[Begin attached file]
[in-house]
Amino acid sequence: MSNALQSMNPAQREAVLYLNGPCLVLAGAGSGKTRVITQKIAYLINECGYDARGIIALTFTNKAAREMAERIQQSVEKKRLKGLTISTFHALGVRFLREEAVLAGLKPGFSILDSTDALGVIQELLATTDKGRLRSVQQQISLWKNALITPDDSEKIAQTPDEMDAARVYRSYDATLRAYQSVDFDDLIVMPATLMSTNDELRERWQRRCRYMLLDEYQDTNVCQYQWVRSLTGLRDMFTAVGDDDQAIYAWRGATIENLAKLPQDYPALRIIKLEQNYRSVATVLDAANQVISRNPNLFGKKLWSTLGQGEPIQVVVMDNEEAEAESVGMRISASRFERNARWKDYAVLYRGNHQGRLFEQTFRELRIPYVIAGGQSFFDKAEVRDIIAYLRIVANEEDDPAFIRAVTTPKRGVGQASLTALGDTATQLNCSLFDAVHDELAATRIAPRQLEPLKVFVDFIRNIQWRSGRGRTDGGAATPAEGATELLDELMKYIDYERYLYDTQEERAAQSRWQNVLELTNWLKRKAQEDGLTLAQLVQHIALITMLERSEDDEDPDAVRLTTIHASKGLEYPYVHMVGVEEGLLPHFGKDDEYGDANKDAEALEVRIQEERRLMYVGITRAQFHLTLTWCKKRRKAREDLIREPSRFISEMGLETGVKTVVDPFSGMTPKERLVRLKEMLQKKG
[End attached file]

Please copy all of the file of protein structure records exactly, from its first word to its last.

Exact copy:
[in-house]
Amino acid sequence: MSNALQSMNPAQREAVLYLNGPCLVLAGAGSGKTRVITQKIAYLINECGYDARGIIALTFTNKAAREMAERIQQSVEKKRLKGLTISTFHALGVRFLREEAVLAGLKPGFSILDSTDALGVIQELLATTDKGRLRSVQQQISLWKNALITPDDSEKIAQTPDEMDAARVYRSYDATLRAYQSVDFDDLIVMPATLMSTNDELRERWQRRCRYMLLDEYQDTNVCQYQWVRSLTGLRDMFTAVGDDDQAIYAWRGATIENLAKLPQDYPALRIIKLEQNYRSVATVLDAANQVISRNPNLFGKKLWSTLGQGEPIQVVVMDNEEAEAESVGMRISASRFERNARWKDYAVLYRGNHQGRLFEQTFRELRIPYVIAGGQSFFDKAEVRDIIAYLRIVANEEDDPAFIRAVTTPKRGVGQASLTALGDTATQLNCSLFDAVHDELAATRIAPRQLEPLKVFVDFIRNIQWRSGRGRTDGGAATPAEGATELLDELMKYIDYERYLYDTQEERAAQSRWQNVLELTNWLKRKAQEDGLTLAQLVQHIALITMLERSEDDEDPDAVRLTTIHASKGLEYPYVHMVGVEEGLLPHFGKDDEYGDANKDAEALEVRIQEERRLMYVGITRAQFHLTLTWCKKRRKAREDLIREPSRFISEMGLETGVKTVVDPFSGMTPKERLVRLKEMLQKKG